You’ll notice that this article alternates meals that contain carbs (and protein and fat) with meals that contain hardly any (mostly protein and fat). So it has a similiar structure to Berardi’s Massive Eating.

Long shot: given that heavy cream is part of the protein-fat meals and dairy has a high insulin response, perhaps it promotes some insulin effect so that a person is slightly anabolic all 6 meals.

Interesting point: both Serrano and Beverly International prescribe caloric excess for 8 weeks to get to the DOUBLE goal. They both think that a person needs around +500 calories a day to grow muscle. (Massive Eating also recommends more calories, but focuses on heavy gains).

If someone wants to explain this, they get a no-prize.

My question about this diet: Where is the calorie-deficit-like stimulus for fat-burning? In the article, Beverly and Serrano say no cardio, and I think Beverly would say weights 5 times per week. I suppose that could be -2000 calories, but you’re adding 500 per day. [note: Serrano has recommended weights 3 times per week and cardio, HIIT, twice a week. Maybe for more stressed-out trainees, I don’t know.]

Just things to think about. I don’t understand why the double-goal should work, but somehow, for some people it has. Brian

I think it is possible to gain strength while loseing fat as both I, my brother and out training partner have all done it. We have been lifitng for 6.5 years, and we train modified westside style. We do max squat mon, max bench tues, wens off, thurs speed sqt and friday speed bench. On saterday and sunday we eat anything we want, however mon-fri we eat low carbs, only directly before and after our workouts, and moderate fat/protein. This has enabled us to drop weight while gaining strength. However we still are probably around 10-11% (Im prob 12-13% bodyfat) so for someone getting into a contest shape 6% or less than this is probably unpredictable.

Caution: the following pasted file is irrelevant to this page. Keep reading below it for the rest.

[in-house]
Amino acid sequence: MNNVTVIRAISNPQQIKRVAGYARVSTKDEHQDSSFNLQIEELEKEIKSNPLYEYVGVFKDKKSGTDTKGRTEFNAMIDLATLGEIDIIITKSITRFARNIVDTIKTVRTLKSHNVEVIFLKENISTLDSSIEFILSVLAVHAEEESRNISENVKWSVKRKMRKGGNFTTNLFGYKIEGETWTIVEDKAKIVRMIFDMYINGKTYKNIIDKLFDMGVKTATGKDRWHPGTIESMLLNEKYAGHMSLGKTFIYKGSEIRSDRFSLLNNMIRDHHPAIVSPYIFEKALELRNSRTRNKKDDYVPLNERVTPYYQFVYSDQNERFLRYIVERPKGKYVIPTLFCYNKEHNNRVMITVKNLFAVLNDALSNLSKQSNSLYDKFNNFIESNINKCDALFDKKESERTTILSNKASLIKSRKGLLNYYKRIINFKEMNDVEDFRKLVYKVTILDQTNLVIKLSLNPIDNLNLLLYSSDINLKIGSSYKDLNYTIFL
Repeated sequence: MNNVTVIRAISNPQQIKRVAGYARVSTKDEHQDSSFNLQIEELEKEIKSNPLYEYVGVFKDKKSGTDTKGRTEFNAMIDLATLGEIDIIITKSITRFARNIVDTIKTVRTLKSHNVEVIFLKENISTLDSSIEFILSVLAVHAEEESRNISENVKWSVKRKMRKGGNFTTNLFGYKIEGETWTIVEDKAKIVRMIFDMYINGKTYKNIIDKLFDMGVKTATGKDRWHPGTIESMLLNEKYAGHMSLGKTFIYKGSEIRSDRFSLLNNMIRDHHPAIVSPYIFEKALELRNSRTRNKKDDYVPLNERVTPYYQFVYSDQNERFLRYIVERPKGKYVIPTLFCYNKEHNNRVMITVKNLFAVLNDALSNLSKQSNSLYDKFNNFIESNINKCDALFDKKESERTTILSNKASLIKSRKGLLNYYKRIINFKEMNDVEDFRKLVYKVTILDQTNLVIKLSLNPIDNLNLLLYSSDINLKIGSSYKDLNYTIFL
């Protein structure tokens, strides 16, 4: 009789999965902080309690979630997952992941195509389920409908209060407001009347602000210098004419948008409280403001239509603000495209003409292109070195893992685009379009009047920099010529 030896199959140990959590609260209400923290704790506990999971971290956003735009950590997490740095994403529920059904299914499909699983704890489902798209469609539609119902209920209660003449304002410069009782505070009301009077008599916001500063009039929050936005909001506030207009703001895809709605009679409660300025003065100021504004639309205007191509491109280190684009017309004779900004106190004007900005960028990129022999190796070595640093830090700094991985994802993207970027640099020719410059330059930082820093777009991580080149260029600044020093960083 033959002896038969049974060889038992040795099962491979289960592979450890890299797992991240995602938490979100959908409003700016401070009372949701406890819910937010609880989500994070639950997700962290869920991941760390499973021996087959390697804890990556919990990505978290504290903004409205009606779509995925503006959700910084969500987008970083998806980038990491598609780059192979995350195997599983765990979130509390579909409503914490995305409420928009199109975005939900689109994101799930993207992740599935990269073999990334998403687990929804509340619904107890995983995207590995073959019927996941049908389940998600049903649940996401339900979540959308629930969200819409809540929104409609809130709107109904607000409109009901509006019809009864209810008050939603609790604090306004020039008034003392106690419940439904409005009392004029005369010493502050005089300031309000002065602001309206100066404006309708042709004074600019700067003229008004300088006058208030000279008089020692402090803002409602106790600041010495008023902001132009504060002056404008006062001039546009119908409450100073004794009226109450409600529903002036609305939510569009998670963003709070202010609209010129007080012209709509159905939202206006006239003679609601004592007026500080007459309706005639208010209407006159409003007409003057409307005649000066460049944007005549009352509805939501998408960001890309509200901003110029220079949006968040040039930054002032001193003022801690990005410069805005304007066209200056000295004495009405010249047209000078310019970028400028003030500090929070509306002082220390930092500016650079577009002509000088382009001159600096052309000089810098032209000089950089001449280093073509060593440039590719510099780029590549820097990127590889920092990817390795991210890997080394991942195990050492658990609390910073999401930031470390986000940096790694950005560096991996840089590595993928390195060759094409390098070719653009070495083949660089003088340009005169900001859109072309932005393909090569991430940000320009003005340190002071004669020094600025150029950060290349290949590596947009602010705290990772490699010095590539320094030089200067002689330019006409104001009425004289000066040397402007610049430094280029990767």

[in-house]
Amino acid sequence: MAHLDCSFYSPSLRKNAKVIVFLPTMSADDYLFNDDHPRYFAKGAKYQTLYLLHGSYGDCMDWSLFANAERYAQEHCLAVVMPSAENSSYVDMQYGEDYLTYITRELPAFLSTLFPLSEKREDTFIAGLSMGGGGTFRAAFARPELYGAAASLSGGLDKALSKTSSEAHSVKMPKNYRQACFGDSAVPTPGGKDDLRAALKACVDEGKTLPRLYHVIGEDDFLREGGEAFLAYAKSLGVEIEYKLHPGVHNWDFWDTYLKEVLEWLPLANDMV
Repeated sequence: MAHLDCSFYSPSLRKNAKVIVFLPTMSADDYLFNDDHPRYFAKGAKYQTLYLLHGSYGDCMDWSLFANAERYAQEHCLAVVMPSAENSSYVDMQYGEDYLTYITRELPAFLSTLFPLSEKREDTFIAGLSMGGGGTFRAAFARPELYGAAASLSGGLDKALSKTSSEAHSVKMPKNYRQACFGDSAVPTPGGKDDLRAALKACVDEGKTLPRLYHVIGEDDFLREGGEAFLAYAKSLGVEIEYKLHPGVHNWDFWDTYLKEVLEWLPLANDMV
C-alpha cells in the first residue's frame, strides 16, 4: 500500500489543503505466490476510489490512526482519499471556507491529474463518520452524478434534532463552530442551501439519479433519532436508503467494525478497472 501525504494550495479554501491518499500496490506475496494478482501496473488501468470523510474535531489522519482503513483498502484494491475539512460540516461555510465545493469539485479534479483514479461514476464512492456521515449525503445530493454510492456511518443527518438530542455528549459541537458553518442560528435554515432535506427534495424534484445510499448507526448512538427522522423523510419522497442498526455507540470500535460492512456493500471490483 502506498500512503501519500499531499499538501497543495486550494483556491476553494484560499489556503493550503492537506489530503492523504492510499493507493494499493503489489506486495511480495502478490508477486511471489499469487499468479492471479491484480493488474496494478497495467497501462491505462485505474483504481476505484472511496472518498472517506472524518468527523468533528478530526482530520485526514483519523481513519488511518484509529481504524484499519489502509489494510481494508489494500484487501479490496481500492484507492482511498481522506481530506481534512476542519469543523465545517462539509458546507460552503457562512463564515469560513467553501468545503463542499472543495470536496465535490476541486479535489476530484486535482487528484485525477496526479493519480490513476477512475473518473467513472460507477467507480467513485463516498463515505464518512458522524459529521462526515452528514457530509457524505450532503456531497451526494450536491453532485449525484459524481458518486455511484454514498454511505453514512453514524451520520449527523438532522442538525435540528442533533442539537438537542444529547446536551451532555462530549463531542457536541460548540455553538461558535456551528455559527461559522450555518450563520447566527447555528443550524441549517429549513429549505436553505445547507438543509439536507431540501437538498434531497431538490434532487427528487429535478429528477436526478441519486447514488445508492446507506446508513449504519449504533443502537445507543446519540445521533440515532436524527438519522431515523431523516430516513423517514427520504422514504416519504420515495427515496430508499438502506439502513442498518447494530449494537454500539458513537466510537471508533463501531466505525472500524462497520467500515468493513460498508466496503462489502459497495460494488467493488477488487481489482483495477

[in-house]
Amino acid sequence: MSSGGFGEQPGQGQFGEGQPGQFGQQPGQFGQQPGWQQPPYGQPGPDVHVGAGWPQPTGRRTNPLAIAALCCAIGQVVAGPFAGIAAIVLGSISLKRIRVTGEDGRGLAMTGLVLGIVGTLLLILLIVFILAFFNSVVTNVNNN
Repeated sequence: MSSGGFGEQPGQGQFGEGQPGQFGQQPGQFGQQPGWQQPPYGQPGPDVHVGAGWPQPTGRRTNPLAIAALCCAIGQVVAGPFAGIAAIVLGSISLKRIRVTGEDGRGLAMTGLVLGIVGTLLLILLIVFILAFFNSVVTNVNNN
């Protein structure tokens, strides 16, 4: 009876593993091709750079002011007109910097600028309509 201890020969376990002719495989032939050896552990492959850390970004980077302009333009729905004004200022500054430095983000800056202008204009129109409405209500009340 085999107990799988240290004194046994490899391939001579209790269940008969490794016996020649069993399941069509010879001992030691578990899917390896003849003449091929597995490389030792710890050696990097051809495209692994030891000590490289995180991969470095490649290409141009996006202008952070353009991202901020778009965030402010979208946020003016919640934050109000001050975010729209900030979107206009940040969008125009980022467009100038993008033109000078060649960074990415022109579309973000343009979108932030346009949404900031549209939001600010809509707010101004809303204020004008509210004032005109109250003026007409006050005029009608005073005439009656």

We feel very strong Mon/Tue due to all the carbs and food over the weekend, on wens I drop all carbs. Thurs/fri do 250 cal carbs and feel a little sluggish, but not so much that it affects the workout. We also do sled work 4x weekly, and 4 extra workouts(10-15min tops).

I believe it. It is technically possible to lose bodyfat and gain muscle. Let’s say I a have extra insulin sensitive muscle tissue and resistant fat tissue. The muscle is more likely to absorb nutrients than the fat. This can lead to lower bodyfat %, but not lower total fat. However, in a calorie deficit situation it is possible to draw all extra calories needed for muscle growth and recuperation from fat. This translates into a loss of fat and gain of muscle.
The Shock you are looking for is probably a cycle of steroids or totally revamping your diet and/or training.